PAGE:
AMERICAN and Iranian agreement to talk to each other on how to halt violence in Iraq is good news indeed.
There is certainly plenty for the two countries to talk about. President Bush himself has been making oblique charges that Iran is funneling weapons into Iraq.
Iran has considerable influence among Iraq's Shiites, not only the largest group there but also providing the bulk of the country's newly trained security forces. The difference between them carrying out a violent campaign against Iraq's Sunnis and Iran's pressing them to behave responsibly is day and night.
It is also good that the two countries have somehow made their way past sparring publicly about Iran's nuclear development. The sensitivity and importance of that issue has not been diminished by the agreement to talk about Iraq.
Starting with a subject on which there is some agreement, such as Iraq, may make it easier to move on to a broader agenda, including the touchier nuclear question.
President Bush's decision that the United States should sit down with the Iranians may be more important for what it says about the American side's thinking than Iran's. It can help relieve Americans' concerns that the Bush Administration has in the back of its mind some foolish intention to attack Iran as it attacked Iraq, or to give Israel a green light to do so.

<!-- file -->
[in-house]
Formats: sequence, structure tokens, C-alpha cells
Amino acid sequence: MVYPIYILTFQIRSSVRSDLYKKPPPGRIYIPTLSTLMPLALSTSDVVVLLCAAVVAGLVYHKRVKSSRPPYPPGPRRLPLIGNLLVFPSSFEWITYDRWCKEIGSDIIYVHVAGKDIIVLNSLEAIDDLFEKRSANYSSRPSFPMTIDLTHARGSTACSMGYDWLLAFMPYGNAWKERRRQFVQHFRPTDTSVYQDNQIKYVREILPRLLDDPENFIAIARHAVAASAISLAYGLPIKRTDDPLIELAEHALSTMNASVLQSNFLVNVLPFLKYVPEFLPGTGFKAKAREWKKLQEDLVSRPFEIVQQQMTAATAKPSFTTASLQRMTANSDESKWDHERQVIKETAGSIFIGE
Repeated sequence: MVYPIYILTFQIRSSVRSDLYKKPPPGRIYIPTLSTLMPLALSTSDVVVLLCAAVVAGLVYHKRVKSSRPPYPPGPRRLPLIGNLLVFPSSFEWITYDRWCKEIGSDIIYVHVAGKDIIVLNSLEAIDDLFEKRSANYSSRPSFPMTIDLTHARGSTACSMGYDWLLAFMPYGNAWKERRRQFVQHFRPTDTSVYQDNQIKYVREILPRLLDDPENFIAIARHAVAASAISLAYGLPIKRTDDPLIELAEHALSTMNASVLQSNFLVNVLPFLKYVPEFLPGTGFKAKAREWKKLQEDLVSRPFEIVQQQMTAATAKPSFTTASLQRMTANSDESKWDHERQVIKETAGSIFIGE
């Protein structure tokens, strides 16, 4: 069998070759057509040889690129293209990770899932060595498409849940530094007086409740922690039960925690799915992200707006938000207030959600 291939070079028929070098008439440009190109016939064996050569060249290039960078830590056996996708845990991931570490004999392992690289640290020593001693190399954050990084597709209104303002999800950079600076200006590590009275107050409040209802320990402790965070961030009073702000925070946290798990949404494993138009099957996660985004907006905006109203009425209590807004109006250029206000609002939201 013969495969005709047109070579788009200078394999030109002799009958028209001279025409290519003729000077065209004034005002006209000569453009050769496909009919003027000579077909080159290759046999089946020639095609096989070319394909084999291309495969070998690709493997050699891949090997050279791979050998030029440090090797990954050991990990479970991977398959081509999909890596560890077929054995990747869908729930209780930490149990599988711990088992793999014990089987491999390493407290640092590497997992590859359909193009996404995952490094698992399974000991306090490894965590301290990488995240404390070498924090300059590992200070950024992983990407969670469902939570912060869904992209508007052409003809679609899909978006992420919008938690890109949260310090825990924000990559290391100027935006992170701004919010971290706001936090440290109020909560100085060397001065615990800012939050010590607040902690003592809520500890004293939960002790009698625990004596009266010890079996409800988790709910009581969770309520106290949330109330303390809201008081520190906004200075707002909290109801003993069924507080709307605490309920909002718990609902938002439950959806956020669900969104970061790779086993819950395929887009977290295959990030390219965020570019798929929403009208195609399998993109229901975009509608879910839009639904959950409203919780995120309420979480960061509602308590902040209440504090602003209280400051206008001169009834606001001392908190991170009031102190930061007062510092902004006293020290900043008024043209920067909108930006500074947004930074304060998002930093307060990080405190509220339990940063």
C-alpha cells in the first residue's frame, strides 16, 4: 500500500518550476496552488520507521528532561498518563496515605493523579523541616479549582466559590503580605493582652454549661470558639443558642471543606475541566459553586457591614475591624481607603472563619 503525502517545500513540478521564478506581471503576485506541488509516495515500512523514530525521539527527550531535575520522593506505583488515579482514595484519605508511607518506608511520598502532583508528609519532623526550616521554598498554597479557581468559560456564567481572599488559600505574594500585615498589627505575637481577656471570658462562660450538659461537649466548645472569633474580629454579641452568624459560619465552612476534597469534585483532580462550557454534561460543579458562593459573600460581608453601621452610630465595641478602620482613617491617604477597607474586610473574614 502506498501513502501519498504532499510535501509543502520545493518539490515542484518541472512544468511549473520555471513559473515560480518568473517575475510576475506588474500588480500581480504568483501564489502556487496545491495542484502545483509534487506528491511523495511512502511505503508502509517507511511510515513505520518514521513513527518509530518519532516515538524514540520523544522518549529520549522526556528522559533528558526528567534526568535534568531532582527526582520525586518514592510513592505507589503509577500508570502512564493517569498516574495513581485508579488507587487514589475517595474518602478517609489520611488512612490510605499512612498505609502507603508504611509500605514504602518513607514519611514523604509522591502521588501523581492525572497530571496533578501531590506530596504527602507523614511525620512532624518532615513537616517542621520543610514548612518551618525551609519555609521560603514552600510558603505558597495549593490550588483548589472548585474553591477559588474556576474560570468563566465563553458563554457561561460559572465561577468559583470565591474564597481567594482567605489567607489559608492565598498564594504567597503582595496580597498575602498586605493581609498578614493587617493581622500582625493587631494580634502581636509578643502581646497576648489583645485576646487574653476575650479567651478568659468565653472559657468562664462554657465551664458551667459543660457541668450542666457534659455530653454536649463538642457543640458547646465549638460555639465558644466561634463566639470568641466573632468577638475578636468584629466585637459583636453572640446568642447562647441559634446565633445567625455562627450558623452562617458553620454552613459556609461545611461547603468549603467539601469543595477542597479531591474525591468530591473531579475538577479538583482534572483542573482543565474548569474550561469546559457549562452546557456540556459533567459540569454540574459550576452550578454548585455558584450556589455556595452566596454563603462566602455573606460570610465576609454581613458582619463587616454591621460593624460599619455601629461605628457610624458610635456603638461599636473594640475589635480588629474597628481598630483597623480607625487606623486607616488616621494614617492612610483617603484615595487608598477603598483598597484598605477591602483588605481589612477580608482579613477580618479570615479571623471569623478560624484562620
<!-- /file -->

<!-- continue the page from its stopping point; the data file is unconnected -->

Some of the signs regarding Iran have looked like the preparations that led up to the 2003 attack on Iraq.
Conservative think tanks, the American-Israel Public Affairs Committee, the offices of Vice President Dick Cheney and Secretary of Defense Donald Rumsfeld, and lobbyists have developed relationships with anti-Iranian regime exiles, including the Mujahideen-e Khalq (MEK), the Iranian version of Ahmad Chalabi's Iraqi National Congress.
Secretary of State Condoleezza Rice recently asked Congress for $85 million to fund a program run by the vice president's daughter, Elizabeth Cheney, to beam anti-regime radio and TV broadcasts to Iran.
Perhaps most important for the United States, the American decision to talk to Iran, and Iran's own positive approach to such discussions, may indicate that both countries understand a fundamental fact: eventually U.S. forces will leave Iraq. That means the other countries of the region, including Iran, will find themselves responsible for containing violence there.
That is not only useful understanding, it is also the road out for the United States.
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